It was a UTIG retirement party! We bid an emotional but happy farewell this week, to four long time colleagues and friends, whose work and character helped build UTIG into leading geophysical research institute: Gail Christeson, UTIG’s associate director, departs to join the National Science Foundation as program director for ocean sciences, marine and geosciences.… Continue Reading Spring Retirement Party!
The climate pattern El Niño varies over time to such a degree that scientists will have difficulty detecting signs that it is getting stronger with global warming. That’s the conclusion of a study led by scientists at The University of Texas at Austin that analyzed 9,000 years of Earth’s history. The scientists drew on climate… Continue Reading Ancient El Niños Reveal Limits to Future Climate Projections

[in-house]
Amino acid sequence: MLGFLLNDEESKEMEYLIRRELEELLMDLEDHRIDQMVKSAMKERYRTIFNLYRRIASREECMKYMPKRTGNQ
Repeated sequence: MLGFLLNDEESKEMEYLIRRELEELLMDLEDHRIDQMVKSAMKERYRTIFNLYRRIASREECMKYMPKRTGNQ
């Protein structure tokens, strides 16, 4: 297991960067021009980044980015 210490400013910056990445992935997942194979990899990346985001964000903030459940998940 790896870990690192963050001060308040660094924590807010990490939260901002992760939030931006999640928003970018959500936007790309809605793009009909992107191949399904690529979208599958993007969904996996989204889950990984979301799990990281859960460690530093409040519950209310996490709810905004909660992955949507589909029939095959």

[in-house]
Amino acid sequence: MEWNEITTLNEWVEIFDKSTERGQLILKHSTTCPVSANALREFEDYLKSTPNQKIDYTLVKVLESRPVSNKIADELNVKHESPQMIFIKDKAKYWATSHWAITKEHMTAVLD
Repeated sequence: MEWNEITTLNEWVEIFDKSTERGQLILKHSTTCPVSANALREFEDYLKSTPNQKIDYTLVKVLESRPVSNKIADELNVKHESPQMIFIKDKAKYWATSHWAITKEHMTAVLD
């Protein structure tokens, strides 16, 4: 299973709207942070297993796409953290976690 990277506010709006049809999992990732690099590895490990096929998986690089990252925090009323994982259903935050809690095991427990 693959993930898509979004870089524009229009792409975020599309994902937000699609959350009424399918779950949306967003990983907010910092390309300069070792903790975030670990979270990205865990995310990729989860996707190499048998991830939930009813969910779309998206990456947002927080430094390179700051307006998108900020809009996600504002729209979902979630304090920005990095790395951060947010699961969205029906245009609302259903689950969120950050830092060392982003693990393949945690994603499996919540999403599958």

A million kilometers of fiber optic cable lie on the ocean floor, carrying telecommunication signals across vast stretches of ocean to keep the whole world connected. A new international collaboration, including experts from The University of Texas at Austin, aims to turn them into a global early warning system for tsunamis and earthquakes, as well… Continue Reading Century-Old Technology Inspires Method for Early Warning Tsunami and Earthquake Detection
Chris Lowery, a research associate at the University of Texas Institute for Geophysics, has received the James Lee Wilson Award from the Society for Sedimentary Geology (SEPM). The award recognizes significant research accomplishments by an early career scientist. Lowery’s work has led to advancements in understanding the environment of Earth’s ancient oceans and its marine… Continue Reading Chris Lowery Earns Top Early Career Scientist Award for Sedimentary Geology
The longstanding enigma of how tectonic plates can break Earth’s rock-hard shell may have been solved by a recent graduate student at The University of Texas at Austin who caught the Earth in the act of starting a new tectonic conveyor belt off the coast of New Zealand. The world’s tectonic conveyor belts – called… Continue Reading UT Graduate Student Research Solves Plate Tectonics Mystery